** Author’s Note** — To my esteemed readers:  The following chapters carry scenes of extreme violence that may possibly be of a disturbing nature.  I warn you of this for two reasons:  one, thus far in the story there has been very little of what I might call “mature content,” save perhaps Daniel’s language from time to time.  I would not recommend sharing these chapters with your kids until you’ve read them first.  Second:  I don’t recommend eating while reading this chapter and tomorrow’s post.  Just a word of warning. 

 Owen got down from his carriage and told the driver to be back in a half hour.  He held up the hem of his robes, trying to keep the mud of the street off their fine fabric.  Gingerly, he walked towards the nearby shop, pushing aside a small child with his girth to get through the doorway.  He hardly noticed, and barely heard the child’s indignant cry.  He had more important things to do.

            “Greetings, Lord Owen!  And how are things at the Citadel today?”  The shopkeeper said, coming around his wooden counter to pump Owen’s hand in a hearty handshake.  He was a weasel of a little man, whippet thin.  The man’s thin fingers almost disappeared within the grip of Owen’s chubby hands.  When the man let go, Owen pulled a kerchief out of his pocket and cleaned his palm.

            “Things are fine, Gus.  Now, how are things here?”  He said, eager to get this dirty business done with so he could return to the clean Citadel.  It seemed the village got dingier every time he visited.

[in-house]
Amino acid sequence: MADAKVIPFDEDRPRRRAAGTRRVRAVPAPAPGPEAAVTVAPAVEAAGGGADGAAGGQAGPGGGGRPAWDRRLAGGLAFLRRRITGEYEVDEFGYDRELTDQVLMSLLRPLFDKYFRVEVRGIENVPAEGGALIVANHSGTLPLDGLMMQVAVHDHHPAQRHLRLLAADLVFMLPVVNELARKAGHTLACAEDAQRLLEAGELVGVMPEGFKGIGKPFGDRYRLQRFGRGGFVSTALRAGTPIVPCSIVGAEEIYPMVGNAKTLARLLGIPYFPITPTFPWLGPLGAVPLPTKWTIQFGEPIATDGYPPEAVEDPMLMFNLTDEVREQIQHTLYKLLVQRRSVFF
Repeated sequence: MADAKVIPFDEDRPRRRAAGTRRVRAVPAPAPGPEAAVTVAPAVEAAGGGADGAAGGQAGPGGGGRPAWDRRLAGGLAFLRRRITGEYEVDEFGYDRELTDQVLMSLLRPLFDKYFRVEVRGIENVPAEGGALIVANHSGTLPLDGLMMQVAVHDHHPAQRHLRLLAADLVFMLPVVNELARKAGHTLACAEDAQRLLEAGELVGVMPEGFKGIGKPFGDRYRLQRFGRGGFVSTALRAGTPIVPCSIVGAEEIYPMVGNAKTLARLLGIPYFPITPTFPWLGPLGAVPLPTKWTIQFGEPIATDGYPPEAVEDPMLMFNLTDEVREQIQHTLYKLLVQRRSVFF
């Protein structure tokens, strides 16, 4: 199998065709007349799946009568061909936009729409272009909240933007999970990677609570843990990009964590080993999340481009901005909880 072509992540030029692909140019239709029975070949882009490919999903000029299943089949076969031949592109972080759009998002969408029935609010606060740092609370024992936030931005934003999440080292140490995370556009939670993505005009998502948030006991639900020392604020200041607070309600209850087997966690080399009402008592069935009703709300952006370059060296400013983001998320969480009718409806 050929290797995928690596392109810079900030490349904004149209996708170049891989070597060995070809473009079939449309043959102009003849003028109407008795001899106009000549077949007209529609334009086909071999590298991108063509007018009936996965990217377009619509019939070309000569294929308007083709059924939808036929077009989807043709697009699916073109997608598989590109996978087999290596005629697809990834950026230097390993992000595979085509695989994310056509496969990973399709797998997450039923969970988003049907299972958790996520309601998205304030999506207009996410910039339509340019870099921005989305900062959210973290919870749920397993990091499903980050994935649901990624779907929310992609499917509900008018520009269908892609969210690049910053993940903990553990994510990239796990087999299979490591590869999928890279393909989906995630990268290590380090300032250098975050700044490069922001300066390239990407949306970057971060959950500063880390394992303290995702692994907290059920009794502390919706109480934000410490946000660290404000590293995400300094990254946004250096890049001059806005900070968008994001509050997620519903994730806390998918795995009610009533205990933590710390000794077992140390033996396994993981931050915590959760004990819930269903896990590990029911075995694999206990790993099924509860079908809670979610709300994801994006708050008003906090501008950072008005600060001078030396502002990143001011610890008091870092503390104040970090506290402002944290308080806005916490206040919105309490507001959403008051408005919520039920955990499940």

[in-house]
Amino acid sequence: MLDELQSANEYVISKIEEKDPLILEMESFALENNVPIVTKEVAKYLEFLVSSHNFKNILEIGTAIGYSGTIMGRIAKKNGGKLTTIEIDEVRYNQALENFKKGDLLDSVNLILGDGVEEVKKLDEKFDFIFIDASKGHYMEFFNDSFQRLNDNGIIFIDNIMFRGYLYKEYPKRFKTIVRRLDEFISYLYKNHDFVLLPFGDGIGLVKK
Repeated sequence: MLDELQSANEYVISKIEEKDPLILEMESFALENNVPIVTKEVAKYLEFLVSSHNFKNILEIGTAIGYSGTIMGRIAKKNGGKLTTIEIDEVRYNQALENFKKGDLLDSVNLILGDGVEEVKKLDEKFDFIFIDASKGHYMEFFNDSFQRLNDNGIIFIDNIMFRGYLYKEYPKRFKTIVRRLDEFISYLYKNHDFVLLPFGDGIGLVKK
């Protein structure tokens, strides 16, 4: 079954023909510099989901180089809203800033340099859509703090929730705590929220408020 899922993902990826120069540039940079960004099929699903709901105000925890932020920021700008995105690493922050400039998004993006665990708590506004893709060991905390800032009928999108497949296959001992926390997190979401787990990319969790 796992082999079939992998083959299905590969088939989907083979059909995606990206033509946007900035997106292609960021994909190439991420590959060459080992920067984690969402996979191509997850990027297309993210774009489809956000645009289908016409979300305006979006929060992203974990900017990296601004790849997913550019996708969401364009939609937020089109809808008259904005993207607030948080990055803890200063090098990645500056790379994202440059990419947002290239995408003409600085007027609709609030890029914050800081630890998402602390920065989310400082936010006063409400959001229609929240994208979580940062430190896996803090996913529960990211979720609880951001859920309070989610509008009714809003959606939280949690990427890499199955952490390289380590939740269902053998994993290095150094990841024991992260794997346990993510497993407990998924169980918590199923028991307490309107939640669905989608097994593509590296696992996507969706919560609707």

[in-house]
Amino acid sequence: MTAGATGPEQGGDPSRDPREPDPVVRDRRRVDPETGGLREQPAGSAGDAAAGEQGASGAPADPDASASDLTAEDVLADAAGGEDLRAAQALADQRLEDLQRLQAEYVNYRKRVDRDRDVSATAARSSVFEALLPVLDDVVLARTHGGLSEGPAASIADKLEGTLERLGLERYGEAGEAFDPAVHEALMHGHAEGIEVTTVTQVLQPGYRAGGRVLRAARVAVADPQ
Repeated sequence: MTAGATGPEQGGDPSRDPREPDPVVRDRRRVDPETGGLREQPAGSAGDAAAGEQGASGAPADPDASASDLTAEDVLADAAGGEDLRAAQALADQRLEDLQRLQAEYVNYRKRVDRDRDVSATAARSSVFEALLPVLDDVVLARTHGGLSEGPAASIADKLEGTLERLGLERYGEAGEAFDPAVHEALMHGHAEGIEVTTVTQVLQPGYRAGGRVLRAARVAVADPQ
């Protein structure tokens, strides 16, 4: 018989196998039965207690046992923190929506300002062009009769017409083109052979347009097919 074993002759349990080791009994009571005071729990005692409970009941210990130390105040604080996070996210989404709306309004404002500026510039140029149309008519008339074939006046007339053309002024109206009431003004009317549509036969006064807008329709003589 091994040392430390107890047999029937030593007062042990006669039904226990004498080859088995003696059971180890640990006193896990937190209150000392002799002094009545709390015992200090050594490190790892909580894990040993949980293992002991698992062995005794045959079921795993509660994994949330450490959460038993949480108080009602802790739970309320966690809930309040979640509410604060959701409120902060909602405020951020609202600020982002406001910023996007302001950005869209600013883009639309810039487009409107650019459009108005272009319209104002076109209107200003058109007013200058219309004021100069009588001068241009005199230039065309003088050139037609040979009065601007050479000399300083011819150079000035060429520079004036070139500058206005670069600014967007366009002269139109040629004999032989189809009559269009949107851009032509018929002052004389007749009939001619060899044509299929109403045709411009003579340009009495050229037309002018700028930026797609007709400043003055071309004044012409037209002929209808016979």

“Oh quite well, quite well.  Your lordship’s shipment arrived early this morning.  We’ve got big chickens, pigs, some good vegetables, everything you ordered.”

            “Good.  I trust there was no trouble getting it in?”

            “None at all, sir.  Lord Evan made sure I had enough to bribe the right border guards, and Daniel’s men arranged safe passage, just like we discussed.  It’s been a profitable partnership, I must say.  I get more business then all my competitors, and it sure is nice to pay no tax…”

            The child who had entered behind Owen was standing by the counter, eyeing the pile of fruit there.  The West Coast allowed for the growth of many varieties, in the Okanogan valley, but they were rarely seen by the common people of the region now.  Only the farmers that grew them, protected by the Citadel’s army, and the lords themselves ever saw fresh fruit, unless someone saved up enough to buy from this specific shop.  The boy had been sent by his mother to buy a loaf of bread, the family’s only food this week, but he had planned a surprise.  The dirty little urchin had spent weeks begging and working odd jobs to save up, and he had just enough for a single apple, the cheapest fruit the shop carried.  He almost drooled, thinking about what it would taste like.  His mother would be so happy to get this present, and share it with her children.  He knew it would make her smile for the first time in weeks.

            “Watch what you say, Gus.  We have company.”  Owen said, nodding towards the child.

            “Sorry my lord, sorry!”  The shopkeeper said.  “Buster, get away from there!”  He yelled at the boy, shushing him away.  The boy shuffled off to find the bread his mother wanted, disgruntled by Gus’s attitude.   He wasn’t a thief!

            Owen stepped up to the counter and passed Gus a silk bag containing coins, and the greasy little man smiled, showing his missing teeth.  “Thank you, sir, thank you.  I’ll have the boys bring your shipment tonight, sure enough.”

            “Thank you, Gus.  I look forward to it.” Owen looked at the small pile of apples on the counter.  “I’ll take these now, to tide me over in the meantime.”

            “Perfect sir, perfect!”  Gus said enthusiastically, putting the fruit in the bag.  Owen took the fruit and left with a nod, heading back outside to await his carriage.

            A few moments later, he felt a gentle tug at his robe.  He looked down to see a grubby little child pulling his clothing to get his attention.  It seemed to be a boy, with its short unkempt hair, but the child was so dirty he could not tell.  Many parents cut their children’s hair short, lice was a common problem in the villages.